The hook-up culture is immature; you should buy a girl a drink before you start humping her leg in a dirty bar. Texting when you are a room away is ineptitude for social contact.
Taking a picture to get likes is narcissism at its finest. I live in a world where I am a generation behind.
I like the simple pleasures -- eating, laughing, playing sports, sleeping, human interaction.
But, alas, I turn to my left on the way to class and see people aimlessly watching their fablets (noun: fabulous piece of technology hindering social interaction), hoping for a message or like on some piece of spectacular nothingness that fills up our lives!
We watch our phones, hoping we get some appreciation in some form of technical notification. Our minds clutter with useless knowledge about how many followers, friends or likes one Photoshopped image has, and we ignore the important things in life.
I don’t mean to be a judgmental nuisance and I don’t need to sound naggy, like everyone else ranting about this generation.
I, too, crave the likes and the attention of my peers, yet I want a world where people talk on the trains and have meaningful conversations at dinner; where wonderment is still alive and the grass that grows in Africa can’t be seen from a fablet continents away.
I miss the creativity and curiosity from my childhood that drove me to be the individual I was, not the basic bitch I have become.
After going crazy thinking about the world that is not, however, I had an epiphany that maybe I am the one in the wrong.
We live in a time of constant communication where digital sharing has allowed us to stay in contact with people in other time periods we would have long ago forgotten about. Maybe I am the one who is wrong for not having more than 5,000 followers.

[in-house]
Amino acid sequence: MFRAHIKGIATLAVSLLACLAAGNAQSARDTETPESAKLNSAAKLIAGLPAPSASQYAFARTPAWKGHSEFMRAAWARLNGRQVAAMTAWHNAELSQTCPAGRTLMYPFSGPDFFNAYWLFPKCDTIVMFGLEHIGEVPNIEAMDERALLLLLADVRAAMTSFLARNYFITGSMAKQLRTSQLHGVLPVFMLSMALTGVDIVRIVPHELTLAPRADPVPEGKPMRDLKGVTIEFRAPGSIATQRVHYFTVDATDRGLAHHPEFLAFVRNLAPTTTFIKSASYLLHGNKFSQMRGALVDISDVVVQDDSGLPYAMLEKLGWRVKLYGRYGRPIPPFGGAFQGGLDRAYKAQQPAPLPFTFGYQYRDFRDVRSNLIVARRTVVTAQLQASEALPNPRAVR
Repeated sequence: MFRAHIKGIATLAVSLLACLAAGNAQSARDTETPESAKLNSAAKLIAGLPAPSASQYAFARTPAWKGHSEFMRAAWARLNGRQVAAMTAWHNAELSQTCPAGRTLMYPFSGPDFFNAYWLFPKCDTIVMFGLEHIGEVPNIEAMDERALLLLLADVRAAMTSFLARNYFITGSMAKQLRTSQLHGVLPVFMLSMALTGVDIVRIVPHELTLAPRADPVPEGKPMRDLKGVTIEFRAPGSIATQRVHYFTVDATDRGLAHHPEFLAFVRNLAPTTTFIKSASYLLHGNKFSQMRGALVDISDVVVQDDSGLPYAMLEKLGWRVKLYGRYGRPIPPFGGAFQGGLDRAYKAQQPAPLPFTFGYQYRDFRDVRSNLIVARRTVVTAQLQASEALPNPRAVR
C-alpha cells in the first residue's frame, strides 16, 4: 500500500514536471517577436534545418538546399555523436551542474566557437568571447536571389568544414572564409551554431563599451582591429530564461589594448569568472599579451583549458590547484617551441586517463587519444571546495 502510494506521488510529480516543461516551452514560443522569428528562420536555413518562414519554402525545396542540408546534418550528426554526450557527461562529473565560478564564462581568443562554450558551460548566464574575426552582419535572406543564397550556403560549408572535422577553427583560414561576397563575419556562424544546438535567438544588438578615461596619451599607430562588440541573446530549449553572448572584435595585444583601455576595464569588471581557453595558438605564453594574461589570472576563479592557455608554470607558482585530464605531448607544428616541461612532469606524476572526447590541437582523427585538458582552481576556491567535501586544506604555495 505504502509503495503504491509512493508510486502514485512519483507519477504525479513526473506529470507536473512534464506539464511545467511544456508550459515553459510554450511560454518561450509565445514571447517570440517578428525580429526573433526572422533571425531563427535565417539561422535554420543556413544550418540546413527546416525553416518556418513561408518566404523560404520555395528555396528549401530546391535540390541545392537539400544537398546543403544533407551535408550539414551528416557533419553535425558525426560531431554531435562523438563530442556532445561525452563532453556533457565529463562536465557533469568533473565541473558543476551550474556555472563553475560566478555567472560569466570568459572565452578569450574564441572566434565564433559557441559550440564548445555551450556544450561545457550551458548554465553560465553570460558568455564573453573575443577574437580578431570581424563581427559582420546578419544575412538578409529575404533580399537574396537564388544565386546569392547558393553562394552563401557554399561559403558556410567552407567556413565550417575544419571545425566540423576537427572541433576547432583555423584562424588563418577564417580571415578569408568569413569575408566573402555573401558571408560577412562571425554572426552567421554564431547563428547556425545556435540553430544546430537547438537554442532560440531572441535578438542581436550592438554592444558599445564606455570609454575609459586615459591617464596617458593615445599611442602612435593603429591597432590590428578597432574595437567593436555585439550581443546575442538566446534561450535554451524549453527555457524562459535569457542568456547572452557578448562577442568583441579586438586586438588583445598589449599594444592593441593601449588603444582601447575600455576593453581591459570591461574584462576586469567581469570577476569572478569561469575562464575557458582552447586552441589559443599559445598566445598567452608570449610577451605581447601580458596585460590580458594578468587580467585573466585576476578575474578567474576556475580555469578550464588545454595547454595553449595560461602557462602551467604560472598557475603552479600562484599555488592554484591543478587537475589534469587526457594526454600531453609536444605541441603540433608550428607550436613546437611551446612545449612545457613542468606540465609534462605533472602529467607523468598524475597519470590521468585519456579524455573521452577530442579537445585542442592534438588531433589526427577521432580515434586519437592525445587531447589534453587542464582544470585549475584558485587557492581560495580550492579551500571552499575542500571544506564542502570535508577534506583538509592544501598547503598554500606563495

Maybe I am wrong for having five great friends, not 2,000.
I live my life trying to limit the time I am on my phone with friends — never at dinner or ever, for that matter, with my grandma. It is tough to see fourth graders with the newest iPhones because when I was their age, I was more concerned with whether I would play kickball or tag at recess.
I love that we are more informed than ever, but I wish we could remember when there was no Twitter and people who knew the news had to read the paper. I wish I had to remember vacations with my memory rather than Instagram.
I live and breathe the same way other people do, but I long for real connection to people outside of technology. I don’t want my friendships to be based on Snapchat and reply tweets.
The friends I have are great, but it’s tough to build relationships when everyone is more concerned with likes and heart signs on their screens rather than something that might be unfolding right under their noses.
Life is moving pretty fast, and for me to say you are a fool for refreshing your favorite app to see how many likes you have is my own opinion.
I know double tapping the screen makes you happy, but know this: There are people out there who view the world as a playground, who go out each day realizing they have the greatest opportunity in the world -- to live.
So, the moral of the story is to put down the phone. Keep it -- who cares? But, don’t be a waste of space; live life because, ultimately, no one will care that your food porn had 1,000 likes or you were Vine famous for a day.
People will care about the kind of person you are, not the filtered version your Instagram portrayed.